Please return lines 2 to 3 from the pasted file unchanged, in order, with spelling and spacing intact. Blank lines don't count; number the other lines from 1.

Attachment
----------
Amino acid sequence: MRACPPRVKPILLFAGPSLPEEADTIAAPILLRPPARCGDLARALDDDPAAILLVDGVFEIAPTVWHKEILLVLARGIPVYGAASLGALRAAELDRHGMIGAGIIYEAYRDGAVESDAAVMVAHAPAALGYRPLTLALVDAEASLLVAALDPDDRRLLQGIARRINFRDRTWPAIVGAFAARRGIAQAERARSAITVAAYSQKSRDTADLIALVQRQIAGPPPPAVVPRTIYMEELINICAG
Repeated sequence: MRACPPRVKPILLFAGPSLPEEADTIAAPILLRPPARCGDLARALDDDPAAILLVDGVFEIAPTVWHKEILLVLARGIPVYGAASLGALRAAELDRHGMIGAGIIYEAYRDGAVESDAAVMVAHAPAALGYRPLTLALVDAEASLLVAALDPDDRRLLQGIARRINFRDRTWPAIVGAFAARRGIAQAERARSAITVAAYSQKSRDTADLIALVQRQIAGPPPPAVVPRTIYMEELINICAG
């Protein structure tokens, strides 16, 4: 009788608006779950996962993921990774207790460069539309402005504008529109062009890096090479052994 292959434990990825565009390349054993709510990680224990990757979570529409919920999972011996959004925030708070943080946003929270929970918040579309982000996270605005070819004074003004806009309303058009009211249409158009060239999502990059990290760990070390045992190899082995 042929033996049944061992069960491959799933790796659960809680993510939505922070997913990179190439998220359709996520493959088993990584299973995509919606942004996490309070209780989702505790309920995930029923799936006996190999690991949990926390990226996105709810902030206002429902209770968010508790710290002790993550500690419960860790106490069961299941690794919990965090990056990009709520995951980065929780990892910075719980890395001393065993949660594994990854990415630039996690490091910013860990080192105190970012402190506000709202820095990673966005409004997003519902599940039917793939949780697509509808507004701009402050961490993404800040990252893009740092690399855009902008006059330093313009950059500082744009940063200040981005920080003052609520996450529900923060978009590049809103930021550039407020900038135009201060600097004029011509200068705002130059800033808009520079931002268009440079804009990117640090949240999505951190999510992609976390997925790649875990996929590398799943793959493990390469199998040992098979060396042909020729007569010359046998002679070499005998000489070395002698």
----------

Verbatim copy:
Repeated sequence: MRACPPRVKPILLFAGPSLPEEADTIAAPILLRPPARCGDLARALDDDPAAILLVDGVFEIAPTVWHKEILLVLARGIPVYGAASLGALRAAELDRHGMIGAGIIYEAYRDGAVESDAAVMVAHAPAALGYRPLTLALVDAEASLLVAALDPDDRRLLQGIARRINFRDRTWPAIVGAFAARRGIAQAERARSAITVAAYSQKSRDTADLIALVQRQIAGPPPPAVVPRTIYMEELINICAG
């Protein structure tokens, strides 16, 4: 009788608006779950996962993921990774207790460069539309402005504008529109062009890096090479052994 292959434990990825565009390349054993709510990680224990990757979570529409919920999972011996959004925030708070943080946003929270929970918040579309982000996270605005070819004074003004806009309303058009009211249409158009060239999502990059990290760990070390045992190899082995 042929033996049944061992069960491959799933790796659960809680993510939505922070997913990179190439998220359709996520493959088993990584299973995509919606942004996490309070209780989702505790309920995930029923799936006996190999690991949990926390990226996105709810902030206002429902209770968010508790710290002790993550500690419960860790106490069961299941690794919990965090990056990009709520995951980065929780990892910075719980890395001393065993949660594994990854990415630039996690490091910013860990080192105190970012402190506000709202820095990673966005409004997003519902599940039917793939949780697509509808507004701009402050961490993404800040990252893009740092690399855009902008006059330093313009950059500082744009940063200040981005920080003052609520996450529900923060978009590049809103930021550039407020900038135009201060600097004029011509200068705002130059800033808009520079931002268009440079804009990117640090949240999505951190999510992609976390997925790649875990996929590398799943793959493990390469199998040992098979060396042909020729007569010359046998002679070499005998000489070395002698």